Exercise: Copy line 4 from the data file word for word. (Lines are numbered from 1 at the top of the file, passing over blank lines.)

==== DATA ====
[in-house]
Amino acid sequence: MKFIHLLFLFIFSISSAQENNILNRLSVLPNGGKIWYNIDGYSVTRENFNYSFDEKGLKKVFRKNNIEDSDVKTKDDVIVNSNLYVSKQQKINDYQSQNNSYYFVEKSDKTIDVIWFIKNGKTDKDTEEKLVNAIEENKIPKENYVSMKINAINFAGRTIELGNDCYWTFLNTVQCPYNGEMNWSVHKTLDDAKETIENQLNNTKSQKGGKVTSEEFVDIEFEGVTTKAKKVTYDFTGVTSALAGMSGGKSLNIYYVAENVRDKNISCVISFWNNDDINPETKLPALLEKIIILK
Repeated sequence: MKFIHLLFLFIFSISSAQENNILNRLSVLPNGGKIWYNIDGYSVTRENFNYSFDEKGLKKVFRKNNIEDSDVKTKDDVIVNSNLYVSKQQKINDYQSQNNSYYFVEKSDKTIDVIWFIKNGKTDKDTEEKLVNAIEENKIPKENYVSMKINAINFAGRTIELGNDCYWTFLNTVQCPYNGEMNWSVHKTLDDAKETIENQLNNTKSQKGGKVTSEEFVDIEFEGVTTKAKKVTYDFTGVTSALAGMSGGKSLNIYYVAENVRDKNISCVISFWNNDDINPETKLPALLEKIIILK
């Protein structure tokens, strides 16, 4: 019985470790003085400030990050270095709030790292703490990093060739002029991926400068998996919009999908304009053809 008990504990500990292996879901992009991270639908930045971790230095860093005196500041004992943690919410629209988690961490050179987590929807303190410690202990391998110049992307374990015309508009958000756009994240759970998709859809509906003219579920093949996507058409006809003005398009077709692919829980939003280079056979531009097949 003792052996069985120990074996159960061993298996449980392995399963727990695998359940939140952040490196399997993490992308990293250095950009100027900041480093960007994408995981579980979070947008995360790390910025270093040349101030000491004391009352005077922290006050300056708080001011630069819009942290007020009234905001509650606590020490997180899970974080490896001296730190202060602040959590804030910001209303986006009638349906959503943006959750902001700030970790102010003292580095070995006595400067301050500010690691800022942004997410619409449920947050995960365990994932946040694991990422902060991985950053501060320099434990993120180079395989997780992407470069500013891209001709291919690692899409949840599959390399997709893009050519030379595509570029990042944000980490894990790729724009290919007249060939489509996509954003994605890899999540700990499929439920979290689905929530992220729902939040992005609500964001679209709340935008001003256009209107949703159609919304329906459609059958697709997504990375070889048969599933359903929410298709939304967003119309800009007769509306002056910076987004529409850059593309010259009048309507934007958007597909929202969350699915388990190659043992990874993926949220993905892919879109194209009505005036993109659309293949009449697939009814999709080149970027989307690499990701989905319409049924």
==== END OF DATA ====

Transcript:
């Protein structure tokens, strides 16, 4: 019985470790003085400030990050270095709030790292703490990093060739002029991926400068998996919009999908304009053809 008990504990500990292996879901992009991270639908930045971790230095860093005196500041004992943690919410629209988690961490050179987590929807303190410690202990391998110049992307374990015309508009958000756009994240759970998709859809509906003219579920093949996507058409006809003005398009077709692919829980939003280079056979531009097949 003792052996069985120990074996159960061993298996449980392995399963727990695998359940939140952040490196399997993490992308990293250095950009100027900041480093960007994408995981579980979070947008995360790390910025270093040349101030000491004391009352005077922290006050300056708080001011630069819009942290007020009234905001509650606590020490997180899970974080490896001296730190202060602040959590804030910001209303986006009638349906959503943006959750902001700030970790102010003292580095070995006595400067301050500010690691800022942004997410619409449920947050995960365990994932946040694991990422902060991985950053501060320099434990993120180079395989997780992407470069500013891209001709291919690692899409949840599959390399997709893009050519030379595509570029990042944000980490894990790729724009290919007249060939489509996509954003994605890899999540700990499929439920979290689905929530992220729902939040992005609500964001679209709340935008001003256009209107949703159609919304329906459609059958697709997504990375070889048969599933359903929410298709939304967003119309800009007769509306002056910076987004529409850059593309010259009048309507934007958007597909929202969350699915388990190659043992990874993926949220993905892919879109194209009505005036993109659309293949009449697939009814999709080149970027989307690499990701989905319409049924």